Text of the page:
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Fighting Their Own BattlesMexican Americans, African Americans, and the Struggle for Civil Rights in Texas$
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Brian D. Behnken

Print publication date: 2011

Print ISBN-13: 9780807834787

Published to North Carolina Scholarship Online: July 2014

DOI: 10.5149/9780807877876_behnken

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Advancing the Cause of Democracy

Advancing the Cause of Democracy

The Origins of Protest in the Long Civil Rights Movement

(p.13) 1 Advancing the Cause of Democracy
Fighting Their Own Battles

Brian D. Behnken

University of North Carolina Press

This chapter describes how the black citizens of South Dallas suffered more than fifteen racially motivated bombings in 1950. Like bombings in Birmingham, Alabama, and other southern cities, the terrorist acts in Dallas stemmed from the migration of blacks out of overcrowded segregated neighborhoods and into areas zoned for white use. In South Dallas, however, two of the main suspects were Mexican American men who felt threatened by the encroachment of African American families into white neighborhoods. One of these individuals, Pete Garcia, later admitted that he had painted “For Whites Only” signs in the neighborhood, threatened black home buyers with a knife, and chased two African American real estate agents out of the area.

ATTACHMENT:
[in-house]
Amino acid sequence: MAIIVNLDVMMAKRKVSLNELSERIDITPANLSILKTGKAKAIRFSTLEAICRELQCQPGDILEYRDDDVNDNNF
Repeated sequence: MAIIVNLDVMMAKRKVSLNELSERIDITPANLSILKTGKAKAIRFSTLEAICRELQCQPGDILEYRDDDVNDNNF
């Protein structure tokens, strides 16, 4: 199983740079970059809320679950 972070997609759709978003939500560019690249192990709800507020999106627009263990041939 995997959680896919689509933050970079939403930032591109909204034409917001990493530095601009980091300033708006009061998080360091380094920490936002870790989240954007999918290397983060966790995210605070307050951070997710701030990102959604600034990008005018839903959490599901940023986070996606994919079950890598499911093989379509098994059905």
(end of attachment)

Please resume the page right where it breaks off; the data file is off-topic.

Keywords:   black citizens, South Dallas, racially motivated bombings, terrorist acts, segregated neighborhoods, Pete Garcia

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